pest erdication crew 2011 winter

Over-wintering staff on Macquarie Island in 2011. Some of the dogs involved in the pest eradication program are in the front of the photo. One wall in the station mess is dedicated to photos of staff who spend the winter on the island.

The last rabbit was killed in November 2011, and hunters continued to patrol the island into 2012-13 to ensure no rabbits resurfaced. In 2013 rodent detection dogs and their handlers arrived on the island to track down and eliminate any remaining rats and mice. They patrolled the island for a year, clocking up over 91,000kms walking all over the island.

The dogs employed in the project were all specially trained to detect rodents or rabbits, but to leave birds and other wildlife undisturbed. These hard-working dogs have become the public face of the Pest Eradication Project, with a series of stamps commemorating them being released by Australia Post in September 2015.

The 2014 Evaluation Report on the Pest Eradication Project states that the island’s ecosystem is already recovering following the removal of pests. The tussock grasses and herbs that were stripped by rabbits are re-growing in some eroded areas, and rangers and staff on the island have reported that there is an increase in the amount of spider webs and moths to be seen on the island. This is attributed to the removal of mice, which prey on moths, spiders and other invertebrates. It’s also been noted that some seabirds are recovering, with an increase in breeding attempts by Grey petrels. The observations of rangers and staff are essential in monitoring the effects of the eradication project, and the return of the islands ecosystem to a more balanced state.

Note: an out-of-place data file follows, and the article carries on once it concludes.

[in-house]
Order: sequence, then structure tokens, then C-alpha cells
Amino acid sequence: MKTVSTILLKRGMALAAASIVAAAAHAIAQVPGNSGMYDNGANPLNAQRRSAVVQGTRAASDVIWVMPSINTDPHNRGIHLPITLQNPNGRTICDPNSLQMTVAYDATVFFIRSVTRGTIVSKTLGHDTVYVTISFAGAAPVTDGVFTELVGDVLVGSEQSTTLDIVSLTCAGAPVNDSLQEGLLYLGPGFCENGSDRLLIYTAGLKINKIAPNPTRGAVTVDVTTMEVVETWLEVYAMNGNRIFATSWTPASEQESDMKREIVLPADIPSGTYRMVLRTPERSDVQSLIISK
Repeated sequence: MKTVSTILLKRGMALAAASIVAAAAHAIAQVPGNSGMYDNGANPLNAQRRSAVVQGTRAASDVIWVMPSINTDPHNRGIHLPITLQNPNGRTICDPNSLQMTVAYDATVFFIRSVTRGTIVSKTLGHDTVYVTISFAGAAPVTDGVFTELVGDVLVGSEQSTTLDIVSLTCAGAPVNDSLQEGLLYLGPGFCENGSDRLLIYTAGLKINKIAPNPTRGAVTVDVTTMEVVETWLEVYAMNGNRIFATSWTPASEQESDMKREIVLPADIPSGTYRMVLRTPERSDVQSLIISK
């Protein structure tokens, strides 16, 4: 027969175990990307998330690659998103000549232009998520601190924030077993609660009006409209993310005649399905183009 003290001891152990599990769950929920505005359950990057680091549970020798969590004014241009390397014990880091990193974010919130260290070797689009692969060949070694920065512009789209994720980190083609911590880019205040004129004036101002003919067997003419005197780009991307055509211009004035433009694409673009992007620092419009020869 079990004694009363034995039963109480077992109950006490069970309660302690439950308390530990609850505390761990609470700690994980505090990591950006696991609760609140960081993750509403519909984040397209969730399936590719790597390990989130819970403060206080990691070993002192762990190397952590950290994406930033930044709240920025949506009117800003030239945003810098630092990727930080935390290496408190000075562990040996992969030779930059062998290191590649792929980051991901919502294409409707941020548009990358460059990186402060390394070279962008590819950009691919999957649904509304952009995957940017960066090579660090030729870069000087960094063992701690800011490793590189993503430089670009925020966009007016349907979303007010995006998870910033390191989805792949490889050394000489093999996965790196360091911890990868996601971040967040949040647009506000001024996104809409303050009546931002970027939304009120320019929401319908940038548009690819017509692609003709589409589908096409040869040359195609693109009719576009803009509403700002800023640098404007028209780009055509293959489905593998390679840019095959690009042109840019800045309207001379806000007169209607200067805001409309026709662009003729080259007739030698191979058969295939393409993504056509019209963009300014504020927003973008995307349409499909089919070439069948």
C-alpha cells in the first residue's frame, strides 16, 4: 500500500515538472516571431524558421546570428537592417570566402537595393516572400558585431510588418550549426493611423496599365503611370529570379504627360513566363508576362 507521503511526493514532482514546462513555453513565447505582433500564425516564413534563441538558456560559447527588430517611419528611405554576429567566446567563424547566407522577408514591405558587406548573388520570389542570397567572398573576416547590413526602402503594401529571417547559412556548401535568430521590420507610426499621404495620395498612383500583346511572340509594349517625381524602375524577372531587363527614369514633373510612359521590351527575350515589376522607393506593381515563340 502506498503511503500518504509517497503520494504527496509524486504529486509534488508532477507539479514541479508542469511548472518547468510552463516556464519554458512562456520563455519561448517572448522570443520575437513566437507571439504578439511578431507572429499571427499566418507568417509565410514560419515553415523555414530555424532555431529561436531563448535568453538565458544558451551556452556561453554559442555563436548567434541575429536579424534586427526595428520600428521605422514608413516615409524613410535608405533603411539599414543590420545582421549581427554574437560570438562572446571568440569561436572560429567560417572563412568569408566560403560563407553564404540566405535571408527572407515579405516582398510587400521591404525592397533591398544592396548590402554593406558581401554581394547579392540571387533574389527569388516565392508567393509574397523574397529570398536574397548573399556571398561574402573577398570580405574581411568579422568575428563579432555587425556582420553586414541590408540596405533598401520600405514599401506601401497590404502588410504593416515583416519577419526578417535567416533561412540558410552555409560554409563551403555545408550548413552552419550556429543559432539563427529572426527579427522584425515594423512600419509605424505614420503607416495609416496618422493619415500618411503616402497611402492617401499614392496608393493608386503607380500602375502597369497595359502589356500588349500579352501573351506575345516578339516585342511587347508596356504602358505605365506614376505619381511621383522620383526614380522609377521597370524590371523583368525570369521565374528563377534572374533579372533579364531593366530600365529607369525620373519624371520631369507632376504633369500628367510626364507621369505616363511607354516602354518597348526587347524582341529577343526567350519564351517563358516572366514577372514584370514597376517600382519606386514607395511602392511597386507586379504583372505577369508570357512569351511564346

tussock pedastles royal rookery

Recovering tussocks near the Sandy Bay Royal penguin rookery. Healthy grasses are re-growing, and landslips are not as common. Landslips can be seen in the background

The coming decades will show the true extent of the success of the Pest Eradication Project as seabirds, who are notoriously slow breeders, increase their presence on the island and fledge their young. The islands vegetation will slowly secure the slopes and soils from landslips and erosion as it re-grows unhindered by grazing. It will be fascinating to follow the progress of the islands environment, and how it changes and adjusts to being pest free. The Australian Antarctic Divisions’ website has regular updates on Macquarie Island, and includes current observations by staff of life on the island.